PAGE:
There’s a popular joke that if you want to know how your wife will look in twenty years, just study your mother-in-law. It’s all very well if your wife’s mum is Njoki Ndung’u, less cool if she is, say, someone else.
I don’t know about boys, but girls seem to go through various ‘mummy stages’. Initially, you want to be like mum. You want to dress like her, wear your hair like her. You spend hours flossing her heels, wearing her make-up and begging her for matching outfits.
At some point, for some reason, you rebel. You turn tomboy, shave the hair and burn all your dresses. The girly things get progressively shorter [or for supermodel progeny, progressively longer]. I don’t know if it’s teen angst or a desire to be different, but at that point, sura ka madhako becomes a very deep insult.
Then, years later, with no conscious effort, you become Mum. It could be some latent gene that’s activated by childbirth, or it could be an age thing, but you suddenly notice that you cook, clean, and discipline your children just like your mother did. You style your house in the same way, say the same things, buy the same products, and even pick the same [previously] annoying habits.
You may not notice it at all until a sibling points it out, usually at the worst possible time. Days like that, your husband really wishes his mum-in-law was a mild-mannered Jebii Kilimo rather than … someone else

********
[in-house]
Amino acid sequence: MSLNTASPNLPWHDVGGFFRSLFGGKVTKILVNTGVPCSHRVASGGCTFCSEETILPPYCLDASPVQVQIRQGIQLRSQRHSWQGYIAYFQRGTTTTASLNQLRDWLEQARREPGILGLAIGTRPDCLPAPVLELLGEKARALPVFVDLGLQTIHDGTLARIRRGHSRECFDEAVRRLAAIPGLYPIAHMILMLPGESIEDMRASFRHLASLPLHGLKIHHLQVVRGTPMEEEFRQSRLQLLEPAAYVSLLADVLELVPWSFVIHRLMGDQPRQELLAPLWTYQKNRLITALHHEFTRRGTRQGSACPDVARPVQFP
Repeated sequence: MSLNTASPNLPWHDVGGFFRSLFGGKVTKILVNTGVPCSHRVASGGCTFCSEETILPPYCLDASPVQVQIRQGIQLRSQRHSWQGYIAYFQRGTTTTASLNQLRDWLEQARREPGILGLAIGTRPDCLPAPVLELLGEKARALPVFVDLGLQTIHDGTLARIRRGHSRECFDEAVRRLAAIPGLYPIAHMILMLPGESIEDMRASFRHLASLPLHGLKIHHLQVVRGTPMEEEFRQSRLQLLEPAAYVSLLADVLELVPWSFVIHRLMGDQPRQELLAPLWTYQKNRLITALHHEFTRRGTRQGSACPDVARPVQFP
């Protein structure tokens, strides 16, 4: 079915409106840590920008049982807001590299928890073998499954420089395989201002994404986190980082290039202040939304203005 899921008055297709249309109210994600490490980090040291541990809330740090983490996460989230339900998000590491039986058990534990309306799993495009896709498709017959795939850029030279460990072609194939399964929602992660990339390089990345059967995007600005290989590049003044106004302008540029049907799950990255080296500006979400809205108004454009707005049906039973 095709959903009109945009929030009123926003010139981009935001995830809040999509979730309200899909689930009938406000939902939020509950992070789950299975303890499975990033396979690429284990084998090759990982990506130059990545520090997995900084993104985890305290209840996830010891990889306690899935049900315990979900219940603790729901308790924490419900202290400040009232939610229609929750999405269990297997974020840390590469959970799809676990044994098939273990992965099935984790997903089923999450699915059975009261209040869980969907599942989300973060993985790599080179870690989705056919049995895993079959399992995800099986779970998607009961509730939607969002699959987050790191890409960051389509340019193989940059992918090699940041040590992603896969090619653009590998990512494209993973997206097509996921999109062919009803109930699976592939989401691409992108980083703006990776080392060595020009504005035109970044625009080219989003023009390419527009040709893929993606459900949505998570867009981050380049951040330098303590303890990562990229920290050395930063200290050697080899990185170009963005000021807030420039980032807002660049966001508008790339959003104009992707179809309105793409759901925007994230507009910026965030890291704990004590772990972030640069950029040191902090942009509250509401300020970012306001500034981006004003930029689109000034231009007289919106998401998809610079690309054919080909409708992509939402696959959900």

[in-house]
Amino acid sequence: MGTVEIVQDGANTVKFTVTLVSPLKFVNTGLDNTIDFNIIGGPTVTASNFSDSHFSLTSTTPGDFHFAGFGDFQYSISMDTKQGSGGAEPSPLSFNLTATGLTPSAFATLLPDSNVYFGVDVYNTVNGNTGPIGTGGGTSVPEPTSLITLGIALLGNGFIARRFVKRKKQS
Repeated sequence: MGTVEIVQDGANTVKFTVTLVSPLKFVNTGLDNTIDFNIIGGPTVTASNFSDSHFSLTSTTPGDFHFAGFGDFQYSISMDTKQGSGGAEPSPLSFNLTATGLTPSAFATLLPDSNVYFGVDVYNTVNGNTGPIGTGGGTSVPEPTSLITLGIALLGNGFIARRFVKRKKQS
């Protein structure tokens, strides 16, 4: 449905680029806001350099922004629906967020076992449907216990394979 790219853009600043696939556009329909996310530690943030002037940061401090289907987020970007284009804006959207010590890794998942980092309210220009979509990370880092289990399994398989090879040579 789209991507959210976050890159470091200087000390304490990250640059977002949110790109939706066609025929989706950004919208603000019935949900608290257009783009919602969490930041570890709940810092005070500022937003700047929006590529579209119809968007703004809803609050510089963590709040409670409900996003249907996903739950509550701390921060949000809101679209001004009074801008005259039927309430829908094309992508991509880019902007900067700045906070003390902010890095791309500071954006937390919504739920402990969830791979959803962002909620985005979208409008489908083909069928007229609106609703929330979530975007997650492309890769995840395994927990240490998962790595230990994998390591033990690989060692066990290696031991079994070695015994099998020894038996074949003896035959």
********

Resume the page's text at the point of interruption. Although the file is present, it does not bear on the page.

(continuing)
I suppose my case was a little different. I am an only daughter, and I have bad, bad hair, just like my mum. Hence dreads. I’ve always thought my mum was really pretty and that I was … not. Throughout my teenage, despite endless compliments, I was resentful that my mum’s good looks had gone to the boys. They were all cute to the point of being almost pretty, while I was rather plain.
Relatives often said I looked just like mum, and some of the older ones even break into tears when they see me, claiming they’ve seen her ‘ghost’. Her brothers claim I am a carbon copy, albeit in a darker hue. But in my teens, I didn’t see it. After all, she was gorgeous and I was a dark, shapeless blimp.
With time, I learned to accept me for me, and while I still don’t consider myself a true beauty, I am happy with my looks. So it was quite a compliment when a few days ago, I put up an old picture of my mum. It was taken when she was about my age, and is my second-favourite photo of her. My own daughter looked up at the picture of her grandmother and said ‘Mummy, is that you?’
I laughed and corrected her, but she said ‘Mum, just say the truth. That’s you. I know that’s you.’
I studied the picture for ages afterwards, and even though I still don’t see the resemblance, I can’t doubt my seven-year-old child. So I suppose I am, apparently, just as pretty as my mum.
Talking to mum a few days ago, I confessed how I’ve never thought myself pretty, even though she always said I was. After all, she’s my mother – it’s her duty to call me gorgeous. I told her how I’d always wished I looked more like her.
Then came a surprising admission. My mother, one of the most gorgeous women I know, has esteem issues as well. She admits she looks ‘ok’ but she has never considered herself beautiful!
I guess I’m a lot more like my mum than I realise. And maybe that’s not such a bad things after all.
You might also like:
Crystal Ading' is a professional author, editor, rock lover and mother. Her work is available through threeceebee.com.